Prepare for safe walks to school
ITD recommends that children walk to school if they live within a reasonable distance and if they can do so safely. The added daily physical activity promotes good health, reduces congestion, improves air quality and saves natural resources while teaching children important traffic safety skills.
The National Safety Council also suggests that parents review with their children the correct way to cross a street.
Adults should walk or bike with their children to school the weekend before classes resume to help determine the safest travel route. Set a good example by using crosswalks and wearing a helmet when riding a bike.
Youngsters should always stop at the curb or the edge of the road and look left, then right, and then left again before crossing. They should continue looking in this manner until they are safely across the street or road.
Obey all traffic signals and/or crossing guards. Never cross the street against a "don't walk" light, even if you don't see any traffic coming.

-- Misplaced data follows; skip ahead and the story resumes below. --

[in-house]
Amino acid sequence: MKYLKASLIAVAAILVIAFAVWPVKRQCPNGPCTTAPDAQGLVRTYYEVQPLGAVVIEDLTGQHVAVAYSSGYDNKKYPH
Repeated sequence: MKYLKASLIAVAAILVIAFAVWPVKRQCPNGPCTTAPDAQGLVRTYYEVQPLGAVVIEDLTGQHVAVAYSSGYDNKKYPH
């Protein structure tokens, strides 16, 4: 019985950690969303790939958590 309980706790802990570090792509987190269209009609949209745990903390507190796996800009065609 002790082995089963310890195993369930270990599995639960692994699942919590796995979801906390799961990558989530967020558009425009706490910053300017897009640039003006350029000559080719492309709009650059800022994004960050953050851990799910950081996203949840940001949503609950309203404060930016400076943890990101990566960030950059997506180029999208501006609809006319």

Be visible to others. Wear reflective material if walking or biking to school in low-light conditions. If a driver's vision is blocked by a parked car or other obstacle, move out carefully to where drivers can see you and you can see other vehicles, then stop, and look left-right-left before proceeding. Always cross at intersections if possible.
Help children understand basic traffic rules that apply to them when they ride a bicycle:
Review hand signals for stopping and turning.
Insist they wear a bike helmet when riding to school. If you cannot afford to purchase a helmet, check with you child’s school for other options. According to the transportation department, bicyclists aged 4-19 account for most of the bicyclist/vehicle collisions in Idaho.
A helmet is the most effective way to prevent head injuries. Kids say they would wear a helmet if parents made it a rule, according to a recent study.